From the sun-dappled park comes the background rhythm of urban life, the slap-slap-slap of basketballs on blacktop. Across the street, in a small convenience store, and in profound peace of mind, sits the proprietor, selling eggs and reading the Koran.
He is Jamil Abdullah Al-Amin. He is 41. He used to be H. Rap Brown. But that was long ago and, in a sense, in another country. It has been a winding and ascending path from his boyhood in Baton Rouge to Atlanta's west end. The hyperkinetic human torch of urban unrest, circa 1967, is, in 1985, enveloped in a strange serenity in a city known for its hum of energy. The man who was the hammer of America, or at least of Cambridge, Md., has become a merchant, but with this distinction: He is, at last, really radical.
That radicalism was a short candle. It was rhetorical radicalism, elicited from young people by older flatterers and amplified by the media 18 years ago. Today, and for the long haul, Jamil is in inner emigration, out of his country and into Islam.
He burst upon the nation in the 1960s, when the socal air was composed of, in the words of a Rex Stout character, "oxygen, nitrogen and odium." He succeeded Stokely Carmichael as head of the Student Nonviolent Coordinating Committee, which soon changed the second word to "National." He said the sorts of things that then passed for trenchancy: "If you give me a gun, I just might shoot Lady Bird." The only lasting legacy of his brief blast of prominence is an aphorism: "Violence is as American as cherry pie."
The 1960s were God's gift to conservatism, a decade dominated -- not numerically, but culturally -- by overreachers. Those years were noisy with the voices of fundamentally frivolous people feigning seriousness; people convinced that sentiment is the meassure of virtue, that rhetoric is the measure of sentiment and that morality is a state of mind: I feel, therefore I am. This radicalism helped produce two significant effects: the "backlash" candidacy of George Wallace and the presidency of Richard Nixon.
"Many people," Jamil says, "reckon time from the '60s. Time stopped for them then. I don't miss the '60s." Now that Brown is someone else, and quite quiet, he is, at last, impressive. He is 6 feet 5 inches tall and gestures slowly as he speaks, pointing with fingers that should belong to a pianist.
There are many Muslims in his neighborhood. The store next door sells incense and Arab-style garments. Many of his customers, including a 3-year-old seeking six eggs, wear the kind of crocheted cap he wears beneath a gray cloth. His shelves are sparsely stocked, but his customers are buying only Cheerios and milk a few dollars worth at a time, and anyway, commerce is not the point. The Koran is the point -- every point.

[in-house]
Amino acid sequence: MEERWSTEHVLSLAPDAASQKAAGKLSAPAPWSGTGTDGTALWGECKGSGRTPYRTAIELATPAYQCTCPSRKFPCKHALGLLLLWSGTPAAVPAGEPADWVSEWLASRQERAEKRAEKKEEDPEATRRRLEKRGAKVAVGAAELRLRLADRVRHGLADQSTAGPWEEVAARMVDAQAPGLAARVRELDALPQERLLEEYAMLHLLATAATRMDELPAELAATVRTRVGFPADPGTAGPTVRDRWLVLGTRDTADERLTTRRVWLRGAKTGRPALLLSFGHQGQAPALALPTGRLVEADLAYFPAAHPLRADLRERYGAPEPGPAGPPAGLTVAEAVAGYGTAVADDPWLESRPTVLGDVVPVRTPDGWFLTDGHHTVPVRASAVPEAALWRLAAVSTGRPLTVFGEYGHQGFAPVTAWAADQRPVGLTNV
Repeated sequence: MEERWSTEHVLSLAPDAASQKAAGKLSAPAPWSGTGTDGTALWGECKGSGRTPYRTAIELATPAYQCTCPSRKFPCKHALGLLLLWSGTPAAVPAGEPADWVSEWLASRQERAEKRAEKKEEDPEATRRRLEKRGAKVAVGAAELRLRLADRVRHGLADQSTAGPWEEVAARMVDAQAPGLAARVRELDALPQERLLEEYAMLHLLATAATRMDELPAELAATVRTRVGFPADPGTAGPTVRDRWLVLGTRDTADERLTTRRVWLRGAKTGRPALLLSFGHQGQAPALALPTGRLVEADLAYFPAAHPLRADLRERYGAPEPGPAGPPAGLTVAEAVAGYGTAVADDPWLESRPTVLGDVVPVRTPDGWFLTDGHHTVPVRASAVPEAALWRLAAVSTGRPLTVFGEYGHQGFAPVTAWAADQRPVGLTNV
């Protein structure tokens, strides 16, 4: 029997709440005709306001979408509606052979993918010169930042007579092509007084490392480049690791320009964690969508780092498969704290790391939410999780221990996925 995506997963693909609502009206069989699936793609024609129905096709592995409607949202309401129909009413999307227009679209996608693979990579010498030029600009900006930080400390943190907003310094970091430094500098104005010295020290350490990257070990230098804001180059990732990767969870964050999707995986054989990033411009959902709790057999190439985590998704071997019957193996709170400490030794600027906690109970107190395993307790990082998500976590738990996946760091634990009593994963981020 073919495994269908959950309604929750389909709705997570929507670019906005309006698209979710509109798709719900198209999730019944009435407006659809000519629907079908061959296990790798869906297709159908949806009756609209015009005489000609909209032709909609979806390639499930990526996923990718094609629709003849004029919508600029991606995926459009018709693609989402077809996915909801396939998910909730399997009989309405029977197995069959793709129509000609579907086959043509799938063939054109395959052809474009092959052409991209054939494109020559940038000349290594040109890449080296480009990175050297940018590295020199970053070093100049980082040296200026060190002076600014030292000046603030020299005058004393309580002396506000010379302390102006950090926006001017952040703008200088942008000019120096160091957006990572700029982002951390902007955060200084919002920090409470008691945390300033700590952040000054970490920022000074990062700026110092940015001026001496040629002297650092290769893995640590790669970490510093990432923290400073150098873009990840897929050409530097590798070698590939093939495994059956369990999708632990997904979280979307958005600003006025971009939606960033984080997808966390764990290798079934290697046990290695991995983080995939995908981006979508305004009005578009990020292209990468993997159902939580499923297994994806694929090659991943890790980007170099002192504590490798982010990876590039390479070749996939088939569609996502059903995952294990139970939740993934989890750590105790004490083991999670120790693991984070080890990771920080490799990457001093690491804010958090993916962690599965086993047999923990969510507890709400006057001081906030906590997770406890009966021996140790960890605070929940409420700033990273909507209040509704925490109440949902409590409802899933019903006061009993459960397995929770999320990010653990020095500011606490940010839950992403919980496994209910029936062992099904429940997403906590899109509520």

After inciting riots in Maryland and elsewhere and getting into a shootout with police in New York, he served five years in jail. But by 1971 he had converted and had concluded that the change that matters is the one the changer can control: the soul. Democracy is less a creed than a climate of opinion. His interest is in a creed. He prays five times a day and fasts during Ramadan.
The transmission of religion to the rising generation is never easy, and inoculating Muslim children in the middle of a metropolis against the temptations of American youth culture will be especially difficult. To that end, he and neighbors (he was chosen imam of his community) are founding a religious school.
Kierkegaard said Christianity is not glad tidings to the unserious because it seeks first to make them serious. Religion has done that for Jamil, who shows a flicker of levity only when asked whether he goes to see the undistinguished Atlanta Hawks play basketball: "No, I go to see the other teams play."
Driving a Toyota van on one of the freeways that have made this city a symbol of Dixie transformed, Jamil reaches behind him for a plastic carrying case, removes from it a cassette, slips it into the dashboard tape deck and the van is filled with the almost musical sound of passages from the Koran, recited in Arabic and then in English. This might seem like another example of America's amazing capacity for absorption. But to give Jamil his hard-won due, he has not been absorbed.
Members of Atlanta's large black middle class are driving all around him on the freeway. But H. Rap Brown, a boy from America's South, has become a man of a distant East.